By Dan Christensen, Broward Bulldog.org
Months before popular Democrat Robert Wexler abruptly quit Congress last year federal agents interviewed two South Florida businessmen about his campaign’s unconventional $150,000 investment in a real estate venture.
Two sources who also spoke with those agents, including a Republican political opponent whose complaint apparently sparked the inquiry, said authorities were seeking to determine whether the Robert Wexler for Congress campaign had engaged in money laundering. No charges have been filed.
Wexler, a self-described “fire-breathing liberal,” shocked the political world in October 2009 with his unexpected mid-term announcement that he was resigning his politically safe House seat in North Broward and South Palm Beach. Wexler quit to lead a Middle East think tank founded by Slim-Fast founder S. Daniel Abraham. His final day was Jan. 2.
“I’m not under any investigation, my marriage is intact, my health is good and thank God, the health of my family is good,” the seven-term congressman told reporters the day he resigned.
But according to Ken Krefetz, the longtime owner of Miami-based Metropolitan Petroleum Company, agents from the FBI and the IRS came to his office in December 2008 to question him about Wexler and Wexler campaign investment manager, Roy T. Amico.
“They were looking at the real estate transaction that the congressman put campaign money into,” said Krefetz, who provided Broward Bulldog with a copy of an e-mail exchange about the matter between his office and Palm Beach FBI agent Stuart A. Robinson.
He said Robinson and IRS agent Leo Briones characterized the transaction as “highly unusual.”
Robinson declined comment. Briones did not return telephone messages.
Most members of Congress keep their campaign funds in a federally insured bank account. But in recent years election rules have been relaxed to allow campaign money to be placed in stocks, bonds or other investments. An election law attorney in Washington, D.C. said he was not aware of other campaigns investing in real estate.
The FBI contacts Miami oil man
Krefetz said the agents contacted him about a month after he obtained a $455,000 judgment against Amico for allegedly cheating him in the purchase of a Vero Beach gas station.
“I don’t know Wexler. It was a bolt for me, but I thought it was a lucky bolt that these guys were interested in Amico. … It’s a gift if you can get the feds to the do the heavy lifting for you,” he said.
Krefetz said the agents were mostly interested in a deal he knew nothing about: a $150,000 second mortgage the Wexler campaign held on a million dollar waterfront home owned by Amico and his brother, Armand, on South Flagler Drive in West Palm Beach.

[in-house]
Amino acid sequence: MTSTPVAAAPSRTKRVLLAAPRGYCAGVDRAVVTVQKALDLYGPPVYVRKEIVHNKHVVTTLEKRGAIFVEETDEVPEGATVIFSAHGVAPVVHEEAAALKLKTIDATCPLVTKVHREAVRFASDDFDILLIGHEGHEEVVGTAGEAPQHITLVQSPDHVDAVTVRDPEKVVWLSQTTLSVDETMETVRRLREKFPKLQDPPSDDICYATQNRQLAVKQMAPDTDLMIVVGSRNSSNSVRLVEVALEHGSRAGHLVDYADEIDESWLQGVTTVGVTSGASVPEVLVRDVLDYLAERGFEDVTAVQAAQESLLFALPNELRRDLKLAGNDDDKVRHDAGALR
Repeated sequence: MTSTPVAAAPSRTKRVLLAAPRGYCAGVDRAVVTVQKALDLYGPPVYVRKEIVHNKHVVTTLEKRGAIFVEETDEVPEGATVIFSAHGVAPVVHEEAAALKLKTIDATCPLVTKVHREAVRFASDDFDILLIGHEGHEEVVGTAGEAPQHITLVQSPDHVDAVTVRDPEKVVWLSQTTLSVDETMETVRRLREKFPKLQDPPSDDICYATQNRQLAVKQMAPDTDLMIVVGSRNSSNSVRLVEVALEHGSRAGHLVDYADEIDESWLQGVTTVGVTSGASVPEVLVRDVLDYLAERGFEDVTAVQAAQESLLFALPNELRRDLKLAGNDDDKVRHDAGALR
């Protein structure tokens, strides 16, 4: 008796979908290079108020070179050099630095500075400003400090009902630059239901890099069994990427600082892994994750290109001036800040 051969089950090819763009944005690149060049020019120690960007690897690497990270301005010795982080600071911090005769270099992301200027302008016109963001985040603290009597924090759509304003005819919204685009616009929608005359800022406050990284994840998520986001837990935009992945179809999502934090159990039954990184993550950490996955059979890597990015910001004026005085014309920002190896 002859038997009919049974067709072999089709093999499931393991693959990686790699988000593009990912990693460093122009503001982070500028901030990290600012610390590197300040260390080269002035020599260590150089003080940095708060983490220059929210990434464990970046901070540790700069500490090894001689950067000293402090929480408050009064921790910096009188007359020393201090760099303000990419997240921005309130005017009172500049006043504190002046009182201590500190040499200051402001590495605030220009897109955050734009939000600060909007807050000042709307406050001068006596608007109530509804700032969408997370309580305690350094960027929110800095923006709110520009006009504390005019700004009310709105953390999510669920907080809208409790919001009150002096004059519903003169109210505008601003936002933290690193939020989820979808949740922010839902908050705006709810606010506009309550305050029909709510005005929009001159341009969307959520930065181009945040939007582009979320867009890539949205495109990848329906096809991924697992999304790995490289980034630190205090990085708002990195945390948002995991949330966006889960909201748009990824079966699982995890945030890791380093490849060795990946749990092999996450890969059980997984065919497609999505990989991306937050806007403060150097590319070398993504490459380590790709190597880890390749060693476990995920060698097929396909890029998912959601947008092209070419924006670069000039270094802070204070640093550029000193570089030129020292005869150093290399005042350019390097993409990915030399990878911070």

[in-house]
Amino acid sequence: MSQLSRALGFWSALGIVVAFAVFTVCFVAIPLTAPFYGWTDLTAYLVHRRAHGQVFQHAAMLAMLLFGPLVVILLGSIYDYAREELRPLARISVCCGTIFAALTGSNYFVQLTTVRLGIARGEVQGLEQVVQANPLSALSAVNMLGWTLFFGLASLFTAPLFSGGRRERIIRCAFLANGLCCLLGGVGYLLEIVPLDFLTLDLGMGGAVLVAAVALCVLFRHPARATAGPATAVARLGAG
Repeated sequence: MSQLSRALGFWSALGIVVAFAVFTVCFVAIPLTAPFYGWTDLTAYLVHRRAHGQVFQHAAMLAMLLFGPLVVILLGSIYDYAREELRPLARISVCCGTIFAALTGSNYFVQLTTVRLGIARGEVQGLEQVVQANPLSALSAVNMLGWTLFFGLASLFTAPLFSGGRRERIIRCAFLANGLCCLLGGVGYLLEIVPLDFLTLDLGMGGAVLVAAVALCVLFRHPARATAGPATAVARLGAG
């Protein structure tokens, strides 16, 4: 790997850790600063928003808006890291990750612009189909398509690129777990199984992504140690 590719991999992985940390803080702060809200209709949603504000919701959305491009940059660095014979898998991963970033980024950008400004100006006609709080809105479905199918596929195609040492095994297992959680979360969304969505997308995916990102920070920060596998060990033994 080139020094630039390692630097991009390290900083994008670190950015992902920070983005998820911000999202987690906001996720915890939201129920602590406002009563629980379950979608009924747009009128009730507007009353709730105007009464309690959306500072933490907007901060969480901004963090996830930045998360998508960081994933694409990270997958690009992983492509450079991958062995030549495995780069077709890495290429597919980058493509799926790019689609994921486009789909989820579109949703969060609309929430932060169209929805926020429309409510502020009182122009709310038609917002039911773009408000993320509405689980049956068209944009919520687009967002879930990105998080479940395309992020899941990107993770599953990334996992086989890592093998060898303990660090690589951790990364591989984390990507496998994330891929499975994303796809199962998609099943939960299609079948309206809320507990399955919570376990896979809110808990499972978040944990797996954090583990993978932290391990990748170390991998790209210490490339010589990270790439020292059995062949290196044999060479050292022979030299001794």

Records show the campaign obtained the mortgage in 2004, and after it was apparently repaid, got a fresh one in 2006. The campaign did not record the 2006 mortgage with the Palm Beach County Clerk’s office for more than two years.
Palm Beach businessman David Cohen, the former president of Petroleum Consolidators of America (a publicly traded company now known as CTX Virtual Technologies), says federal agents interviewed him about Wexler and Amico around the same time they talked to Krefetz.
“They wanted to know how I knew Roy, that sort of thing,” said Cohen, whose Petroleum Consolidators sued Amico in April 2008 for breach of contract and fraud in the same soured deal as Krefetz. The lawsuit was closed last month after Cohen decided to drop it.
Cohen was not contacted again, but another source with detailed knowledge of what happened said agents spoke with him more than once over a period of five months in 2008-2009. It is not known whether the inquiry was concluded without charges, or continues through today.
Wexler, president of the Washington-based Center for Middle East Peace, declined comment through a spokesman. He remains active in politics and traveled to South Florida in September to campaign for his friend, Gov. Charlie Crist’s failed independent bid for a U.S. Senate seat.
In December, Wexler’s ex-chief of staff Eric Johnson told Broward Bulldog the campaign took back the mortgage and a promissory note from the Amicos in January 2004 to secure its $150,000 investment in the now defunct Capital Gains Real Estate Consultants.
Capital Gains never held title to the home, but its biggest shareholder and president was Roy Amico. His partners were Palm Beach political consultant Tom Plante, who once worked for Wexler, and Armand Amico.